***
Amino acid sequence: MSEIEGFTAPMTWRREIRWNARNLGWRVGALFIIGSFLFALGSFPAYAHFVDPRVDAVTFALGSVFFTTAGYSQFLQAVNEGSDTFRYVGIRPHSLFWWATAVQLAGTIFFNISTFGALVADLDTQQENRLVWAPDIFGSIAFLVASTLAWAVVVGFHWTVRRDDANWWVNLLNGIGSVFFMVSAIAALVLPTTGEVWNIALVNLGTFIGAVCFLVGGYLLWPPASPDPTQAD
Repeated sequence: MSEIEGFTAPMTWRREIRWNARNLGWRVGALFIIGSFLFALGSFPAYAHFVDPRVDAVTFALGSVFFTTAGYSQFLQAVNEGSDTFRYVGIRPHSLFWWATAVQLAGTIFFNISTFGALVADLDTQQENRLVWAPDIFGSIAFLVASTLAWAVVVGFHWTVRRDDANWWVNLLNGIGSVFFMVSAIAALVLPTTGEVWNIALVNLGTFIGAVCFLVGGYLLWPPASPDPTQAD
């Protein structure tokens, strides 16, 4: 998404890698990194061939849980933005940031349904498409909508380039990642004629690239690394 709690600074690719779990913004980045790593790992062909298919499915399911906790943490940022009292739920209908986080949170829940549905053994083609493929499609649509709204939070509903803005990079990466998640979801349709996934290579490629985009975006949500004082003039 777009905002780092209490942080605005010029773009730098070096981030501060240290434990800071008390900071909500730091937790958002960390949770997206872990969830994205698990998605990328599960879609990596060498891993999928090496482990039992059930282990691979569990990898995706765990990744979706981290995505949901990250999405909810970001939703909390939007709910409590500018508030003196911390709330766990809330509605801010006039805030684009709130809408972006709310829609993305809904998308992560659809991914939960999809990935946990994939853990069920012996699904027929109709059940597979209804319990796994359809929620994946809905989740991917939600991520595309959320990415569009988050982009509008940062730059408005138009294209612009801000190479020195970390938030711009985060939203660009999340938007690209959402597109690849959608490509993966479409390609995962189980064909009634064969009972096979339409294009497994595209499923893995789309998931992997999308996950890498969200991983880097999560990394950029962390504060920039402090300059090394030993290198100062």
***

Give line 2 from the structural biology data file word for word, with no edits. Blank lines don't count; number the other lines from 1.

Repeated sequence: MSEIEGFTAPMTWRREIRWNARNLGWRVGALFIIGSFLFALGSFPAYAHFVDPRVDAVTFALGSVFFTTAGYSQFLQAVNEGSDTFRYVGIRPHSLFWWATAVQLAGTIFFNISTFGALVADLDTQQENRLVWAPDIFGSIAFLVASTLAWAVVVGFHWTVRRDDANWWVNLLNGIGSVFFMVSAIAALVLPTTGEVWNIALVNLGTFIGAVCFLVGGYLLWPPASPDPTQAD